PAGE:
Primarily PhD students and junior scientists (incl. Post-docs) plus supervisors and other experienced scientists from EcolChange Centre of Excellence.

In addition: limited number of external PhD Students, junior scientists, and interested specialists/experts.

Program overview:

09:30 Welcome coffee

09:45 – 10:00 Welcome and introduction

10:00 – 10:30 Facts and figures of EcolChange 2019 Ülo Niinemets

10:30 – 12:00 Research Group Activities – Group Highlights 2019

Workshop preparation: grouping and gathering in workshop areas

12:00 – 13:00 Lunch Break

13:00 – 16:00 Workshop Session (parallel workshop subjects)

Individual Coffee break

16:00 – 17:30 Workshop Outcomes to all audience (prepared by each workshop group)

Wrap up, socialising, light dinner


Biogeochemistry Cycling in Ecosystems

“To Grow or To Adapt? Carbon Cycling Under Stress”

AIM We will look at different carbon cycling pathways in terms of different future climate scenario, to understand plant’s role under global change. Hereby, we brainstorm with junior scientists from different EcolChange fields on possible ways to cope with the future biotic and abiotic stress challenge in the context of plant management (identify or cultivate more adaptive species, more cutting-edge study on specialized metabolites).

OUTCOME We will briefly put together plant carbon cycling pathways under stress and conclude the possible ways of dealing with various stress in terms of plant management.

Communicating Science/EcolChange/Global Change to Society

“Communicating EcolChange – by who and to whom”

AIM We want to openly discuss a sample scheme of science communication – should it be organised or is it enough letting people do it on their own initiative? Should we follow the model of action groups to communicate as much as possible about everything, or do we have to be careful, whereas, what is too careful then?

OUTCOME Showing importance and preparing sensitivity, we will highlight relevant aspects of our open discussion briefly to the overall audience.

Open Data / Open Science

“Open Science – from state supported projects to piracy”

AIM Open Science is aimed to make research more accessible, which is accomplished through free distribution of publications, raw data, software, data production procedures and even physical samples. The implementation of Open Science principles makes research more efficient, visible and transparent, increases reproducibility, stimulates collaboration and, therefore, benefits the society as a whole. In the workshop we will take a look on several successful applications that are heavily based on Open Data, and will discuss problems that emerge in the transition between “Closed” and Open Science.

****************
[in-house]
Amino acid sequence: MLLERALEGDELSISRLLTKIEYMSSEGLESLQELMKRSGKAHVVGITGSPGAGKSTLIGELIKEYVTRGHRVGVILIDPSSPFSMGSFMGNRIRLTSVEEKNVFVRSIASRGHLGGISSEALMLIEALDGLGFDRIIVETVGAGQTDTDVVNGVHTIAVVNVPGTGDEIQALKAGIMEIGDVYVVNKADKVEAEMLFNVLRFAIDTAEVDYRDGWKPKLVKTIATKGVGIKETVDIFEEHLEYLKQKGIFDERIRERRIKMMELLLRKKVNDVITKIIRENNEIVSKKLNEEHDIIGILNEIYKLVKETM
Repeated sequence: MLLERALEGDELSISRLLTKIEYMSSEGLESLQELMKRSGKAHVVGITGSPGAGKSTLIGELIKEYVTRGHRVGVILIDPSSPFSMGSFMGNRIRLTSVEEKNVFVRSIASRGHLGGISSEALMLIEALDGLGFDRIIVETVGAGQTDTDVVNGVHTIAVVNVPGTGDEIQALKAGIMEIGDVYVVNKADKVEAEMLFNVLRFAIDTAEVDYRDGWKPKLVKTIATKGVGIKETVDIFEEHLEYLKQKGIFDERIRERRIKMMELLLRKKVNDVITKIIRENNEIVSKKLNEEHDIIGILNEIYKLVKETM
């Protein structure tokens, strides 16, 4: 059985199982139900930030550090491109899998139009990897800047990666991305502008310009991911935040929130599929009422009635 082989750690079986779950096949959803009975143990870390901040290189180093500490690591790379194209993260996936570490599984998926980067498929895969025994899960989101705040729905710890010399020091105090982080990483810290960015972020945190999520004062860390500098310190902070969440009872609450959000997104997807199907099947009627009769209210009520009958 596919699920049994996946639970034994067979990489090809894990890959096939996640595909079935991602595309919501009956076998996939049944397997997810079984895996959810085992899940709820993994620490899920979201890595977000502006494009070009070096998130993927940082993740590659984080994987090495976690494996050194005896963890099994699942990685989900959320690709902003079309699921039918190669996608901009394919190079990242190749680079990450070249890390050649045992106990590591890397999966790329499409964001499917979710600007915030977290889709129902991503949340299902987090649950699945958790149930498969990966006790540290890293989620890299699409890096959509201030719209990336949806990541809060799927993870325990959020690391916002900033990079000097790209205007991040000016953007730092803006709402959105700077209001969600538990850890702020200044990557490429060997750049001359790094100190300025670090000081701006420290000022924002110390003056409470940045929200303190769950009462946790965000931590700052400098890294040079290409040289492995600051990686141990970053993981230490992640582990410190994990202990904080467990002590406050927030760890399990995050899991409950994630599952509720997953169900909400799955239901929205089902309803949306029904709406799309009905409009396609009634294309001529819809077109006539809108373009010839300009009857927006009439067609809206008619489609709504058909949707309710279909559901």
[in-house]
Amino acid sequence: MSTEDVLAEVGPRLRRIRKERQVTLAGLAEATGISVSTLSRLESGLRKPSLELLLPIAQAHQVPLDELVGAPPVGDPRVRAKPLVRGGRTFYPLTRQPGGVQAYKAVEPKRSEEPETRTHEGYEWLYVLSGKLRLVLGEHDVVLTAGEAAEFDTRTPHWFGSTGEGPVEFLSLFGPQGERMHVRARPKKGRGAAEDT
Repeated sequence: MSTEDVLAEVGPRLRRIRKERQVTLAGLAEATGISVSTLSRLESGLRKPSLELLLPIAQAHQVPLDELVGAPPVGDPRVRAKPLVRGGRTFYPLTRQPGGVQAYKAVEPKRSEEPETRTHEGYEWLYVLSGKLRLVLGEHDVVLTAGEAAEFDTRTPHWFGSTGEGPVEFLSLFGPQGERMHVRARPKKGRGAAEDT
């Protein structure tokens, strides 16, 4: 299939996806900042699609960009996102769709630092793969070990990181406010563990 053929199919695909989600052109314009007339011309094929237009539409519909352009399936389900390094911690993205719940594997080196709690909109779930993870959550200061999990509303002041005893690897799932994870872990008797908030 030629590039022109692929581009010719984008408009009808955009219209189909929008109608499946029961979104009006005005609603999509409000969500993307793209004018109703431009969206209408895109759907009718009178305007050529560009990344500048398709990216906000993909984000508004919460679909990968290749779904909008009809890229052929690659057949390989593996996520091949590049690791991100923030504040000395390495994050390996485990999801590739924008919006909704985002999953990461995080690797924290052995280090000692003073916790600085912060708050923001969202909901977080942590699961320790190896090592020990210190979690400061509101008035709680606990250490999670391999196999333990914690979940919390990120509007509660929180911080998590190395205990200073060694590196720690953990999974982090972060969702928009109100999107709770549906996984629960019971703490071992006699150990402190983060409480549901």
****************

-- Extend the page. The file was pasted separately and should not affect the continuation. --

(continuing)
OUTCOME We will outline Open Science principles and supply them with with real-life examples, and briefly discuss benefits and challenges that come along with Open Science advance.

Big Data

“Handling Big Data in Eco Sciences”

AIM Ecology, together with many other sciences, has entered the world of big data as a result of rapid growth in data volumes worldwide. Growing amounts of data from remote sensing, automated sensor networks, global community data resources or citizen-science initiatives create exciting opportunities as well as many challenges related to data management and analyses. In this workshop, we explore these new opportunities and challenges, and look for the common approaches that may be useful in several branches of EcolChange.

OUTCOME Brief take-home messages about big data storage, management and analyzing solutions shall be provided to overall audience by workshop attendants.


“Centre of Excellence EcolChange Mid-Terms – Critical Review from Student’s perspective”

AIM Centre of Excellence EcolChange is now almost in its project mid-terms, worth to internally critically review. This session aims to become an open discussion forum rather a workshop about past, present and future of EcolChange from a student’s perspective. Sample questions that may be addressed: how PhD student were, are, or would like to be involved in further development of EcolChange. What are pros and cons of being part of EcolChange ? How see PhD students EcolChange benefits and what might become improved in the future?

OUTCOME At the end, it is intended to share generalised impressions with the overall audience.